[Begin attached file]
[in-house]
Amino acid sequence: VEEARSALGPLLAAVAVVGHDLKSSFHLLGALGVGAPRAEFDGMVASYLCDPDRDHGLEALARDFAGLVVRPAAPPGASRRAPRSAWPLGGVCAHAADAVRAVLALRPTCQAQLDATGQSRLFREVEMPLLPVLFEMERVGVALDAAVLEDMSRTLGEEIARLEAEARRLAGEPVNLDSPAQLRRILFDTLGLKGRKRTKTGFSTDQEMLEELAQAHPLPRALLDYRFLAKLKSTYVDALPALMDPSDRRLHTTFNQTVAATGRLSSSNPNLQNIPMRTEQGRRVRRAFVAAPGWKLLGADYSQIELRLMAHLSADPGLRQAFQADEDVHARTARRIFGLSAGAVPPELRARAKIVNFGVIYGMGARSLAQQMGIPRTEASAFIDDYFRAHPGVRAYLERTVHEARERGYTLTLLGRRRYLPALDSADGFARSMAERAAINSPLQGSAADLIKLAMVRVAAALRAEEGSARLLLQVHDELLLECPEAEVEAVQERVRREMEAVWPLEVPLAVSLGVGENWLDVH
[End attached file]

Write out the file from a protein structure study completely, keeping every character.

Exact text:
[in-house]
Amino acid sequence: VEEARSALGPLLAAVAVVGHDLKSSFHLLGALGVGAPRAEFDGMVASYLCDPDRDHGLEALARDFAGLVVRPAAPPGASRRAPRSAWPLGGVCAHAADAVRAVLALRPTCQAQLDATGQSRLFREVEMPLLPVLFEMERVGVALDAAVLEDMSRTLGEEIARLEAEARRLAGEPVNLDSPAQLRRILFDTLGLKGRKRTKTGFSTDQEMLEELAQAHPLPRALLDYRFLAKLKSTYVDALPALMDPSDRRLHTTFNQTVAATGRLSSSNPNLQNIPMRTEQGRRVRRAFVAAPGWKLLGADYSQIELRLMAHLSADPGLRQAFQADEDVHARTARRIFGLSAGAVPPELRARAKIVNFGVIYGMGARSLAQQMGIPRTEASAFIDDYFRAHPGVRAYLERTVHEARERGYTLTLLGRRRYLPALDSADGFARSMAERAAINSPLQGSAADLIKLAMVRVAAALRAEEGSARLLLQVHDELLLECPEAEVEAVQERVRREMEAVWPLEVPLAVSLGVGENWLDVH